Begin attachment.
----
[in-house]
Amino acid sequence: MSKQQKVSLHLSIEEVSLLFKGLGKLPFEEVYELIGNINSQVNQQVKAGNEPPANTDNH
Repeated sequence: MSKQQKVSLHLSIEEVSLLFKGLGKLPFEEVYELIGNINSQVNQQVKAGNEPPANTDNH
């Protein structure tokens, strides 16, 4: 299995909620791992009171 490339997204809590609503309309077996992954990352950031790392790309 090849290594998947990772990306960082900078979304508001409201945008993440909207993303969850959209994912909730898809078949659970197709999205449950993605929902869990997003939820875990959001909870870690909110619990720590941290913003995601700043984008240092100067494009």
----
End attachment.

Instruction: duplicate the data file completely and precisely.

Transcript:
[in-house]
Amino acid sequence: MSKQQKVSLHLSIEEVSLLFKGLGKLPFEEVYELIGNINSQVNQQVKAGNEPPANTDNH
Repeated sequence: MSKQQKVSLHLSIEEVSLLFKGLGKLPFEEVYELIGNINSQVNQQVKAGNEPPANTDNH
């Protein structure tokens, strides 16, 4: 299995909620791992009171 490339997204809590609503309309077996992954990352950031790392790309 090849290594998947990772990306960082900078979304508001409201945008993440909207993303969850959209994912909730898809078949659970197709999205449950993605929902869990997003939820875990959001909870870690909110619990720590941290913003995601700043984008240092100067494009």